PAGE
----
Tim Sauerland - 2013 Program Participant

Street in Kichijouji, Japan

Kichijouji Street

Why did you decide to apply for an internship program in Japan?

I specifically chose an international program in Japan because I had studied at a Japanese University the year before, and I was eager to return to Tokyo.

Why did you choose Internship in Japan?

While I did find Internship in Japan through a Google search, I quickly came to realize that this program was really offering something I wanted. With the share-house living options and variety of internship possibilities, Internship in Japan seemed to offer the experience of living in Japanese in a much more "real-world" capacity.

What is your favorite part about Tokyo?

It's really difficult for me to pick my favorite about Tokyo. There's just too much to love, in my opinion. I'm somewhat of an urbanite, so I'm really drawn to the all of the opportunities that are open in a big city. Tokyo seems to epitomize that, to me.

What makes interning in Japan different from studying or traveling in Japan?

As I mentioned before, doing an internship in Japan offers what I feel to be a much more "real-world" experience of life in Japan. From my own experience studying abroad, I think it can be very easy to isolate oneself in a bubble of fellow foreigners. While that is a great way to create fun stories and fond memories, it doesn't really give one a real understanding of what life in Japan is actually like. With the Internship in Japan program, I really felt I got to experience that, with all the fun and stress that accompanies that.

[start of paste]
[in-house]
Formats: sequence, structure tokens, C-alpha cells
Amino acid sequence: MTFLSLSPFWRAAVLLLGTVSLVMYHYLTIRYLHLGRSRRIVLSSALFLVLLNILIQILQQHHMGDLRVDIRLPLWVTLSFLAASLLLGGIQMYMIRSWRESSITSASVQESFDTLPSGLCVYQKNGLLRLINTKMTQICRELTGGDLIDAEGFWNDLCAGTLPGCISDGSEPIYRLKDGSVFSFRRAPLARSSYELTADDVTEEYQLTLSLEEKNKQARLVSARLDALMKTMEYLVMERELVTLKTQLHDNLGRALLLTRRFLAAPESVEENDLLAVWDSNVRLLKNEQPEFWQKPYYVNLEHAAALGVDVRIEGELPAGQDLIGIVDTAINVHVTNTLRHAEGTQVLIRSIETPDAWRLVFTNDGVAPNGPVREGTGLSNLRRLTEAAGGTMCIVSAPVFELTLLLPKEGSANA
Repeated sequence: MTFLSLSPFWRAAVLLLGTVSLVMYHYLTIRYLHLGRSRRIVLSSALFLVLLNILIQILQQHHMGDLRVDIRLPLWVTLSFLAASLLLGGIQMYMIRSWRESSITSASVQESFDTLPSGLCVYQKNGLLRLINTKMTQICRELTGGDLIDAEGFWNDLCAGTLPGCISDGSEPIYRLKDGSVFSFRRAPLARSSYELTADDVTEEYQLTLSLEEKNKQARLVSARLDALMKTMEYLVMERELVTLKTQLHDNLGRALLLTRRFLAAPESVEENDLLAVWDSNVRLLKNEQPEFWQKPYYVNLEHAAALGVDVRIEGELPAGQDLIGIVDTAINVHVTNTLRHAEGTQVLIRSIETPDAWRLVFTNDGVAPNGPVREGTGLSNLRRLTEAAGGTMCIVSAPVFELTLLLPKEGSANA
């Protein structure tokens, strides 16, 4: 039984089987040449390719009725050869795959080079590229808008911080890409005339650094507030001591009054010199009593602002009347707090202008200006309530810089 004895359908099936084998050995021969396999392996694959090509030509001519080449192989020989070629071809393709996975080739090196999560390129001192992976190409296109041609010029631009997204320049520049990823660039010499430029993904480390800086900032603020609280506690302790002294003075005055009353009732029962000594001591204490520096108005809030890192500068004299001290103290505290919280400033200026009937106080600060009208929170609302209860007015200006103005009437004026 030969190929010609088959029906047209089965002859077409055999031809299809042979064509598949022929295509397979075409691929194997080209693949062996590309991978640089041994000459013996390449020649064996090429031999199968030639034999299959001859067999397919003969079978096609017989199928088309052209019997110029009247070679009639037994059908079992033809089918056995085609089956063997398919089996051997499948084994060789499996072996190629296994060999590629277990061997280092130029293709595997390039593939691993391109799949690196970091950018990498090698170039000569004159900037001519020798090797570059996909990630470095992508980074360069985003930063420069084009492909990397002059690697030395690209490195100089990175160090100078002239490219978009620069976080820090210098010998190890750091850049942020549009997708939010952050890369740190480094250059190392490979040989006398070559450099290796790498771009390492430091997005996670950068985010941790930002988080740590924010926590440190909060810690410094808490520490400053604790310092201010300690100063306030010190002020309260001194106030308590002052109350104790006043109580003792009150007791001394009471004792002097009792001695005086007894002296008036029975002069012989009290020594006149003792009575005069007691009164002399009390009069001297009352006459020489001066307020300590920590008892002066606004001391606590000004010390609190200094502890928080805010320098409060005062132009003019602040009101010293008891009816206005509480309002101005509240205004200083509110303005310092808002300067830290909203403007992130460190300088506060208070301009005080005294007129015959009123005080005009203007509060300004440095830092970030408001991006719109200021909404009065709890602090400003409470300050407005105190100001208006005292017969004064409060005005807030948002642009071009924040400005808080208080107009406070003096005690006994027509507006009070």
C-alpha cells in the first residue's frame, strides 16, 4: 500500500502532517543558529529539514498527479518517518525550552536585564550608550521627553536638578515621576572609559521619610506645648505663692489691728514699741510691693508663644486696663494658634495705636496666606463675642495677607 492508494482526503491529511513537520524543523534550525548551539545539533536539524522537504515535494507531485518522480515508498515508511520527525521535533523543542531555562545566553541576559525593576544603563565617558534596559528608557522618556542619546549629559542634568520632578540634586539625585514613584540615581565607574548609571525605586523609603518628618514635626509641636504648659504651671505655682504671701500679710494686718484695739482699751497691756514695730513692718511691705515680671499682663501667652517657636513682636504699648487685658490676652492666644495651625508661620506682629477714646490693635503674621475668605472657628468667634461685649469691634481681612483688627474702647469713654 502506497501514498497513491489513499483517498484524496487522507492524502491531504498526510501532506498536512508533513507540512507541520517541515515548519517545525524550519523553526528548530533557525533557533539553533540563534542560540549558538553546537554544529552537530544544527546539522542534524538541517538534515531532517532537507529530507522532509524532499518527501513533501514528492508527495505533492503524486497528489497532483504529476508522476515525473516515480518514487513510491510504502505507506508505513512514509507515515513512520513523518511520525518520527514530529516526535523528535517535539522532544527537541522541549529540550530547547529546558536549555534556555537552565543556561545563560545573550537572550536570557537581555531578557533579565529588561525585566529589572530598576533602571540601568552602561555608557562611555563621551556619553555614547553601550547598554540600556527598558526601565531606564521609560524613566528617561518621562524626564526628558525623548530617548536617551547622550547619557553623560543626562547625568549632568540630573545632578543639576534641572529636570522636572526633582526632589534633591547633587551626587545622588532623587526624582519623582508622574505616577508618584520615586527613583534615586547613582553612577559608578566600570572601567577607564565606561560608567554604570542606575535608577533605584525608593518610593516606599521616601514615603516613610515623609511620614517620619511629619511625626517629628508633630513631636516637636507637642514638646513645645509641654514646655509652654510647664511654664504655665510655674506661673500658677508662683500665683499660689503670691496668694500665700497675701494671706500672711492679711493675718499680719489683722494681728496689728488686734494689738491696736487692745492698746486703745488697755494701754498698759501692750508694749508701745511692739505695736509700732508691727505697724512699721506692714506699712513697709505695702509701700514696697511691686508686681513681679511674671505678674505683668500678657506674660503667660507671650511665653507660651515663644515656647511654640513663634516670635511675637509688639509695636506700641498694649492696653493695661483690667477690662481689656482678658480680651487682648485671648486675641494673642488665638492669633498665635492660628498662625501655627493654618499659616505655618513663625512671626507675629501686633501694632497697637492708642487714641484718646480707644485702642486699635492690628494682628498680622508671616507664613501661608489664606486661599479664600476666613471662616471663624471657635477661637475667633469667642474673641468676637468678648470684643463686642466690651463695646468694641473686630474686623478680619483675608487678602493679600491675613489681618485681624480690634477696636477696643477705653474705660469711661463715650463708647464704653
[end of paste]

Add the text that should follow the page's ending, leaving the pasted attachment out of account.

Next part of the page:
How did local staff support you throughout your internship?

The local staff was wonderful; Noa and Yoichi were very supportive and kind. They were there with my fellow interns and me every step of the way through the program. They organized group outings, seminars, dinners, etc. They were always willing to take the time to introduce us to anything that sparked our interest, or to help manage the stresses of our internships.

What's one thing you wish you would have done differently during your internship?

I wish I had been a bit more outgoing, in terms of speaking Japanese. I worked in a Japanese company, in which very few of my co-workers were able to speak in English. While it was a great push for me to use my Japanese, I was also quite shy about it. I'd like to give it another try, but be more confident in my ability to speak Japanese to my co-workers.

What was a typical day like as an intern in Japan?

Usually I would get to the office at nine o'clock in the morning. I would check in with my senpai (sort of like a company “big brother”) and get to work on my assignment. It was my job to create business strategies for a few small and medium enterprises in the initial stages of international expansion efforts. So I would usually spend a good amount of time researching and brainstorming, while going back and forth with my senpai about details of the task.

I would always get lunch with my co-workers around noon and be done by with work by around 6 p.m. It may sound a bit boring, but the environment around me was very hectic, because I worked in a consulting company clients were constantly coming to and leaving the office.

What did you enjoy doing on your free time?

I always loved to go exploring around Tokyo. Whether it was taking a Saturday or Sunday and strolling around different areas within Tokyo, or going on runs around my neighborhood after work.

What type of accommodation did you have in Japan?

I lived in a share house. I really liked having other people to talk to and hang out with outside of work. A share house is a great environment for making friends.

Now that you're home, how has interning in Japan changed your life?

I'm actually not currently at home. I am once again back in Japan. I am currently studying Japanese while searching for a full-time job in Tokyo. Needless to say, my internship experience really reinforced my interest in, and love of Tokyo and Japan.